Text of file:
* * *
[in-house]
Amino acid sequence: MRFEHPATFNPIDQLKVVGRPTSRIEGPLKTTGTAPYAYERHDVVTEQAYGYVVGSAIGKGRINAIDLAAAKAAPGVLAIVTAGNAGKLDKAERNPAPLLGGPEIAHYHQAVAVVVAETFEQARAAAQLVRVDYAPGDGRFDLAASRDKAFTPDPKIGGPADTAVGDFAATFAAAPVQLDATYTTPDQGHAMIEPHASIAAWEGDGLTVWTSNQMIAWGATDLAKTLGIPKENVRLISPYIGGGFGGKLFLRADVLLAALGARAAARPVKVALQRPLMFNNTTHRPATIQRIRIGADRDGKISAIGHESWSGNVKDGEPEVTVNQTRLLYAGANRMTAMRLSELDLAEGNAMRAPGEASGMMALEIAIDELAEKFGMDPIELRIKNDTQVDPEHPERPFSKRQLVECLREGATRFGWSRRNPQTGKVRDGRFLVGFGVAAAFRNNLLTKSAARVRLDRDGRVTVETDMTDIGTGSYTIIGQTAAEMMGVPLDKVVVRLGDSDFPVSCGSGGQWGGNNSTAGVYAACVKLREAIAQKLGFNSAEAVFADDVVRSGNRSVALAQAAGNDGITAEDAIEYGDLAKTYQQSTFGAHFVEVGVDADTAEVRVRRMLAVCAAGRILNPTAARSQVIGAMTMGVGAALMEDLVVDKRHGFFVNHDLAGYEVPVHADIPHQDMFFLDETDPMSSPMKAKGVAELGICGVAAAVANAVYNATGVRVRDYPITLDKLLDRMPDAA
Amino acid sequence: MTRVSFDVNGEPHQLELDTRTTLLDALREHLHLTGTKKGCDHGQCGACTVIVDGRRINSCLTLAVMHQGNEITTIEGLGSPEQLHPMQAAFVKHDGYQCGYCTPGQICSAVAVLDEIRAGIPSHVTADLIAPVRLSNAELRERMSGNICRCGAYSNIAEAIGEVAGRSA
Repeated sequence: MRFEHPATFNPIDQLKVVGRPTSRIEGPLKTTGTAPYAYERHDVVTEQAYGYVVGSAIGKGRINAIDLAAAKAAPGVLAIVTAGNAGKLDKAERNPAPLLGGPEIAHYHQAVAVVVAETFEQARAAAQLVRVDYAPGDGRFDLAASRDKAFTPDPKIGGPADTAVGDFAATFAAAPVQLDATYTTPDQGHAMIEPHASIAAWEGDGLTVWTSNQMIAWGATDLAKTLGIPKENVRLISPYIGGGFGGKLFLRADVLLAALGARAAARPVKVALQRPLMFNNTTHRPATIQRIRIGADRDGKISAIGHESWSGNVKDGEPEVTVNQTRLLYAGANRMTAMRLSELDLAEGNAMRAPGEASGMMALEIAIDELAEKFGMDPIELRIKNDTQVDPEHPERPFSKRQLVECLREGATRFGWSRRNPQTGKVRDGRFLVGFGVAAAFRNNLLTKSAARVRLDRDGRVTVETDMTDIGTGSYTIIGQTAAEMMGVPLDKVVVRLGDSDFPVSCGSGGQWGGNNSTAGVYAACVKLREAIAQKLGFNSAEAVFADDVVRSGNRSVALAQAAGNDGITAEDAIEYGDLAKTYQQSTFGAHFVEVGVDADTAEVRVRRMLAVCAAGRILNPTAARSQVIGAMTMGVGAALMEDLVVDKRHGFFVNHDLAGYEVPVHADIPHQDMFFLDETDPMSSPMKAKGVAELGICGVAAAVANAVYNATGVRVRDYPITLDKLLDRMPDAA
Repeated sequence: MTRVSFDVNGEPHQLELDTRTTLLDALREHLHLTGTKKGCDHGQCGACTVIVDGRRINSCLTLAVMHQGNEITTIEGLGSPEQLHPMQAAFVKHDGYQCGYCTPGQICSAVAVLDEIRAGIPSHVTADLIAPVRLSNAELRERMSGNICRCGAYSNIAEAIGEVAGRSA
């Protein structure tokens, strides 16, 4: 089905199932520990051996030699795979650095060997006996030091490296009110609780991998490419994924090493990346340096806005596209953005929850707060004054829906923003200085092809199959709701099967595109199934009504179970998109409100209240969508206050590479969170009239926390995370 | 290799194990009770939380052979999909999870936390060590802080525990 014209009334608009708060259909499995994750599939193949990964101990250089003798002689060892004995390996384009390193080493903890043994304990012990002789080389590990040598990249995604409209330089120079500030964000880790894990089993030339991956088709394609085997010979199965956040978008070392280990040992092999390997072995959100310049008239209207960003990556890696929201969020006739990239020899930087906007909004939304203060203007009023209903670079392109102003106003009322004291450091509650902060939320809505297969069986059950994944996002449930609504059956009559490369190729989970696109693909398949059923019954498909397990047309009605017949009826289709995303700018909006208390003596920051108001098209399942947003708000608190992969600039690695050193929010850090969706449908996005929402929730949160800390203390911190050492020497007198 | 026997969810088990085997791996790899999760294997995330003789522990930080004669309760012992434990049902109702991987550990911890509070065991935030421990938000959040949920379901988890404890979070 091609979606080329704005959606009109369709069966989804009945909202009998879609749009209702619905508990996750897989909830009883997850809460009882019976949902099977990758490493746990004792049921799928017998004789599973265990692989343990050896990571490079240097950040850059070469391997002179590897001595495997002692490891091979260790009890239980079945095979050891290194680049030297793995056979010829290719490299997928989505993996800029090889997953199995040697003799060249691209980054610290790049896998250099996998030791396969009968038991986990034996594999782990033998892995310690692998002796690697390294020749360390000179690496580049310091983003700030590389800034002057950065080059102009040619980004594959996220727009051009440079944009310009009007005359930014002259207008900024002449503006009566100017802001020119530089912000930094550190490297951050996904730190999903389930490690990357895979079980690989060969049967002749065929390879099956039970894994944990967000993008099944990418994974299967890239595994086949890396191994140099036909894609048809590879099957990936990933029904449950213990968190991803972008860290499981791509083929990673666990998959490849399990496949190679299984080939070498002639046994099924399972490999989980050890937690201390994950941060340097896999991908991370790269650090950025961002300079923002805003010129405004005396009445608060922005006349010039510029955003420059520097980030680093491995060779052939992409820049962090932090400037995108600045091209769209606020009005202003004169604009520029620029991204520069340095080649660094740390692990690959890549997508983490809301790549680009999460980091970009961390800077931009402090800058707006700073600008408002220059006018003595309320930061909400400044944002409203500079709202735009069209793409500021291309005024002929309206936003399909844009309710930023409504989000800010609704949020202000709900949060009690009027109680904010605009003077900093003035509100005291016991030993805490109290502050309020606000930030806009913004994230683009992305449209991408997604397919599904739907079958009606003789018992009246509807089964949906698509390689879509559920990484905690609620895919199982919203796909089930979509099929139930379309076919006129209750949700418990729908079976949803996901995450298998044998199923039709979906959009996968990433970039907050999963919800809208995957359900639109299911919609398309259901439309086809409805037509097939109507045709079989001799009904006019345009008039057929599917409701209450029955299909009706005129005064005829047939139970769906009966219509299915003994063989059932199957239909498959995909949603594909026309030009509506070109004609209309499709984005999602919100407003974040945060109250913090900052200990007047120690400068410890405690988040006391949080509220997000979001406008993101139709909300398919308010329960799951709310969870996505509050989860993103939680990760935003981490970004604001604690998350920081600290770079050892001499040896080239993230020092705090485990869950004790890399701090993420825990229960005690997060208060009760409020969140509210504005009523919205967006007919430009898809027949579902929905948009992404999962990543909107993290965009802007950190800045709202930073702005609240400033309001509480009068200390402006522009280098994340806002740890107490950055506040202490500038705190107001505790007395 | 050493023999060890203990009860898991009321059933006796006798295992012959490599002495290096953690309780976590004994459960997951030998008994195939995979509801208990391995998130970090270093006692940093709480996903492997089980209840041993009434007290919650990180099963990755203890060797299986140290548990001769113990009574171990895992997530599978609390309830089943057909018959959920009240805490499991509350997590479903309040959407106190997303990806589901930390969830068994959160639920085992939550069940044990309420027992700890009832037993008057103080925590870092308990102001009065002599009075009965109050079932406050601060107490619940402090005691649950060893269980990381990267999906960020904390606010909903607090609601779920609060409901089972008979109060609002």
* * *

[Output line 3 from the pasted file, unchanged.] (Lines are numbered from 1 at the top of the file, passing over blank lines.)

Amino acid sequence: MTRVSFDVNGEPHQLELDTRTTLLDALREHLHLTGTKKGCDHGQCGACTVIVDGRRINSCLTLAVMHQGNEITTIEGLGSPEQLHPMQAAFVKHDGYQCGYCTPGQICSAVAVLDEIRAGIPSHVTADLIAPVRLSNAELRERMSGNICRCGAYSNIAEAIGEVAGRSA